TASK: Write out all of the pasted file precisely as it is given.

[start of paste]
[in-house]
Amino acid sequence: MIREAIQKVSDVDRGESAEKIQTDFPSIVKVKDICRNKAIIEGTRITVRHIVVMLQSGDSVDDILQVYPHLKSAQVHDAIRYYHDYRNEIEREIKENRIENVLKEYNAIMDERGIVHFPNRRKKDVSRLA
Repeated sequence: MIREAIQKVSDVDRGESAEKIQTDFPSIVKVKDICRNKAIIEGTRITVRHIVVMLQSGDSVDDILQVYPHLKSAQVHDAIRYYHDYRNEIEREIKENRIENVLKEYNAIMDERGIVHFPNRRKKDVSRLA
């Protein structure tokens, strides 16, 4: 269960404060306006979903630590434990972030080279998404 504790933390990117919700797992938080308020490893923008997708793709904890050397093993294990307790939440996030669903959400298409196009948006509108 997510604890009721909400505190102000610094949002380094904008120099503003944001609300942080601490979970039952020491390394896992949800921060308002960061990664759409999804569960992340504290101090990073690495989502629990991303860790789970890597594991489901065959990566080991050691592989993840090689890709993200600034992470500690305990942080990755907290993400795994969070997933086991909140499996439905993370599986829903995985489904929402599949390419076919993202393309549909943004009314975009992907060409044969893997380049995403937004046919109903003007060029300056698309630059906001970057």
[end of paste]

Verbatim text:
[in-house]
Amino acid sequence: MIREAIQKVSDVDRGESAEKIQTDFPSIVKVKDICRNKAIIEGTRITVRHIVVMLQSGDSVDDILQVYPHLKSAQVHDAIRYYHDYRNEIEREIKENRIENVLKEYNAIMDERGIVHFPNRRKKDVSRLA
Repeated sequence: MIREAIQKVSDVDRGESAEKIQTDFPSIVKVKDICRNKAIIEGTRITVRHIVVMLQSGDSVDDILQVYPHLKSAQVHDAIRYYHDYRNEIEREIKENRIENVLKEYNAIMDERGIVHFPNRRKKDVSRLA
């Protein structure tokens, strides 16, 4: 269960404060306006979903630590434990972030080279998404 504790933390990117919700797992938080308020490893923008997708793709904890050397093993294990307790939440996030669903959400298409196009948006509108 997510604890009721909400505190102000610094949002380094904008120099503003944001609300942080601490979970039952020491390394896992949800921060308002960061990664759409999804569960992340504290101090990073690495989502629990991303860790789970890597594991489901065959990566080991050691592989993840090689890709993200600034992470500690305990942080990755907290993400795994969070997933086991909140499996439905993370599986829903995985489904929402599949390419076919993202393309549909943004009314975009992907060409044969893997380049995403937004046919109903003007060029300056698309630059906001970057």